Why is The Ministry of Health saying that there is no need for training on safe abortion care when there is a ward at the Kenyatta National Hospital filled with women seeking post-abortion care for botched abortions? Why is it possible for a woman to get post-abortion care but not for her to get a safe abortion to save her life in a case of an ectopic pregnancy? Something is very wrong.
Whether you are pro-life (those who do not support abortion) or pro-choice (those who support a woman’s right to choose), you will have your standard on whether and when it is right or wrong to have an abortion. The law however is clear: the Constitution of Kenya in article 43 (1) says that every person has the right – (a) to the highest attainable standard of health, which includes the right to health care services, including reproductive health care; Article 26 (4) right to life says “abortion is not permitted unless, in the opinion of a trained health professional, there is need for emergency treatment or the life or health of the mother is in danger, or if permitted by any other written law.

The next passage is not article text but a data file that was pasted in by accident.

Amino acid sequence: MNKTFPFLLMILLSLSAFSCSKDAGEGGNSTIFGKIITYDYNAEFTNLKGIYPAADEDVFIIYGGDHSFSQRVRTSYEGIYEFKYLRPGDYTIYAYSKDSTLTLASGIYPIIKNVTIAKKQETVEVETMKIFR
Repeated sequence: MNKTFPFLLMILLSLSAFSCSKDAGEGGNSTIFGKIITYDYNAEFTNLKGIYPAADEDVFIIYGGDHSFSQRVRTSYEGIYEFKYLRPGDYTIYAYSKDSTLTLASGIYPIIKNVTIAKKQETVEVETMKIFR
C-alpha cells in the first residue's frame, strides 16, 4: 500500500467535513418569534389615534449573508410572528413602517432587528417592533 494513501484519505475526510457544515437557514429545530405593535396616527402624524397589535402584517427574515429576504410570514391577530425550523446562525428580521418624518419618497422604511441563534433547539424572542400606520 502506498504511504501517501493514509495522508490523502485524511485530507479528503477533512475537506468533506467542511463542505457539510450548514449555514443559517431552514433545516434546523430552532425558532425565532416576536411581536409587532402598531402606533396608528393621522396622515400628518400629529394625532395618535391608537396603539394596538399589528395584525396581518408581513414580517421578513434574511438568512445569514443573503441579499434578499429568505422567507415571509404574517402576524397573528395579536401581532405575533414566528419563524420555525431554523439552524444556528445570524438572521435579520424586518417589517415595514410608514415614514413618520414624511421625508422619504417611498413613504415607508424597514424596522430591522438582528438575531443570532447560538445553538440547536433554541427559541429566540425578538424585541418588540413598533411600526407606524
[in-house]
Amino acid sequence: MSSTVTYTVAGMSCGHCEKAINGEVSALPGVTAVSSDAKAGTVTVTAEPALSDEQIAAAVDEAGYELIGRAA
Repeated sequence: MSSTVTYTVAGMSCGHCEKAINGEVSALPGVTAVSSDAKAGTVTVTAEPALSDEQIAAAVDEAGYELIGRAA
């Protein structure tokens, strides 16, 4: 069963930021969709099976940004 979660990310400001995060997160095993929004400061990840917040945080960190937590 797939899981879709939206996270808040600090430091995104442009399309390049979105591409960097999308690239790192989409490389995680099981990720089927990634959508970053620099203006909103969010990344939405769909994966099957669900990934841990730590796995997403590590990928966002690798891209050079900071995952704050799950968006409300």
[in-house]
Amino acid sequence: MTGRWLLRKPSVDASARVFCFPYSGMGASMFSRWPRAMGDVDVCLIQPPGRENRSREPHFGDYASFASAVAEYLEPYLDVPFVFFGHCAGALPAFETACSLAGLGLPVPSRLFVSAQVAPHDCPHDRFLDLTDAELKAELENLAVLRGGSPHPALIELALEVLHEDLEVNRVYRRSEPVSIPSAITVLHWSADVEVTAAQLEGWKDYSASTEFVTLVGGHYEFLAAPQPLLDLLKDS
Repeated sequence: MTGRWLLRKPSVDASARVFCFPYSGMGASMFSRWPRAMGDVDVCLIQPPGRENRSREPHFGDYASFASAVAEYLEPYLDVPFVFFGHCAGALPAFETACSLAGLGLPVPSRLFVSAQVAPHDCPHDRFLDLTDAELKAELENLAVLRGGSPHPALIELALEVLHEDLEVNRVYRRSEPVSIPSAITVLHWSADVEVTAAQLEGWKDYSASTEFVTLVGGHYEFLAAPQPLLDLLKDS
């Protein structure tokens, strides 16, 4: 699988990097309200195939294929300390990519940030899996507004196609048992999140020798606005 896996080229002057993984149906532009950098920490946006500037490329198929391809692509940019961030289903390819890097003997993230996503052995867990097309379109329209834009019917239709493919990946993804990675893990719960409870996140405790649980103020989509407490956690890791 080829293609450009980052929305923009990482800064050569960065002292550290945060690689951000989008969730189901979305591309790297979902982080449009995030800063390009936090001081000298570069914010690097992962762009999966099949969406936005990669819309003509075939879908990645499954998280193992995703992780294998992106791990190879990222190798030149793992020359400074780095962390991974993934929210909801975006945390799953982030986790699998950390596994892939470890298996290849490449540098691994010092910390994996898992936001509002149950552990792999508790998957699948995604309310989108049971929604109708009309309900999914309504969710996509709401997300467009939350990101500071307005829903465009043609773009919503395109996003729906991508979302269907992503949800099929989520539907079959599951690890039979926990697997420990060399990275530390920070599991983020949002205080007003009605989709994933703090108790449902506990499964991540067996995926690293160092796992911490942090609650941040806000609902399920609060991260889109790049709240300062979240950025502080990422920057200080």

Women have come a long way in terms of reproductive health care. But there is still a long way to go. Women are stakeholders in the health of women; actually, they are the primary stakeholder on the issue. But as long as their reproductive health issues are dictated by other people—whether culture, religion, or government—they will never truly be safe, healthy, or free.